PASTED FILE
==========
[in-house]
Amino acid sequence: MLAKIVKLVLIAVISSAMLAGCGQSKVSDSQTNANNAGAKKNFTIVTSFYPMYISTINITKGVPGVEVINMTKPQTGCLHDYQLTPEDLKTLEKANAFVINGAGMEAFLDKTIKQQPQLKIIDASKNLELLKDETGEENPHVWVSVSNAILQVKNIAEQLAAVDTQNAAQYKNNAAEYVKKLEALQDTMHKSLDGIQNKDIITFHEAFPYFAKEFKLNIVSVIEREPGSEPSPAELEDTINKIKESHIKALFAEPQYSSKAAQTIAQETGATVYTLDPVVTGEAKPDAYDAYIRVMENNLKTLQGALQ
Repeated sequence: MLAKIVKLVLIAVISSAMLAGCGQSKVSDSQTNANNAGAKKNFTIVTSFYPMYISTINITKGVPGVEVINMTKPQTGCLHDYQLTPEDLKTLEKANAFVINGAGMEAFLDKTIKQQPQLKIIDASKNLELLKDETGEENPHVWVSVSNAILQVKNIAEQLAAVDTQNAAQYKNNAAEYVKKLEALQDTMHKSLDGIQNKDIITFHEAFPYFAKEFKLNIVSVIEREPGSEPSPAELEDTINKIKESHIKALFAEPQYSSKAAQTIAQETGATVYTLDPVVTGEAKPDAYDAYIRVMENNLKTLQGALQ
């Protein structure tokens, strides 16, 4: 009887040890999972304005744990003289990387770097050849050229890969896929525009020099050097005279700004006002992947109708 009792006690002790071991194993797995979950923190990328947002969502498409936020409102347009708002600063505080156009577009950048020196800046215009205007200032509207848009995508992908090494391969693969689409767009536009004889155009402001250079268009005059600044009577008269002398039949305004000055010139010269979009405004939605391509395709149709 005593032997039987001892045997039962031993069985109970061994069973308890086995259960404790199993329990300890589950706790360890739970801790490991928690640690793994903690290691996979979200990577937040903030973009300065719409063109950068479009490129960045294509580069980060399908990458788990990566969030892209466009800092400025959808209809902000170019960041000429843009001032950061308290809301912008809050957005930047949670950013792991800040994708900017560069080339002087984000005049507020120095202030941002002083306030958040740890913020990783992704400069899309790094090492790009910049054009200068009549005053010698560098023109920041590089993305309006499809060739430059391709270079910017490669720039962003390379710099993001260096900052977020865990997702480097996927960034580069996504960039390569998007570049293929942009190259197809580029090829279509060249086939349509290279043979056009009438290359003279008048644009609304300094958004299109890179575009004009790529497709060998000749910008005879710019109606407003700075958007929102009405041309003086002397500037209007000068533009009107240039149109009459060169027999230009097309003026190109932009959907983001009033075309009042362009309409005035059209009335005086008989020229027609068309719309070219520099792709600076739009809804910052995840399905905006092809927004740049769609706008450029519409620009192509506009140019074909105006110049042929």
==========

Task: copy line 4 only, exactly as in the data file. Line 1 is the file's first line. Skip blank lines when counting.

């Protein structure tokens, strides 16, 4: 009887040890999972304005744990003289990387770097050849050229890969896929525009020099050097005279700004006002992947109708 009792006690002790071991194993797995979950923190990328947002969502498409936020409102347009708002600063505080156009577009950048020196800046215009205007200032509207848009995508992908090494391969693969689409767009536009004889155009402001250079268009005059600044009577008269002398039949305004000055010139010269979009405004939605391509395709149709 005593032997039987001892045997039962031993069985109970061994069973308890086995259960404790199993329990300890589950706790360890739970801790490991928690640690793994903690290691996979979200990577937040903030973009300065719409063109950068479009490129960045294509580069980060399908990458788990990566969030892209466009800092400025959808209809902000170019960041000429843009001032950061308290809301912008809050957005930047949670950013792991800040994708900017560069080339002087984000005049507020120095202030941002002083306030958040740890913020990783992704400069899309790094090492790009910049054009200068009549005053010698560098023109920041590089993305309006499809060739430059391709270079910017490669720039962003390379710099993001260096900052977020865990997702480097996927960034580069996504960039390569998007570049293929942009190259197809580029090829279509060249086939349509290279043979056009009438290359003279008048644009609304300094958004299109890179575009004009790529497709060998000749910008005879710019109606407003700075958007929102009405041309003086002397500037209007000068533009009107240039149109009459060169027999230009097309003026190109932009959907983001009033075309009042362009309409005035059209009335005086008989020229027609068309719309070219520099792709600076739009809804910052995840399905905006092809927004740049769609706008450029519409620009192509506009140019074909105006110049042929």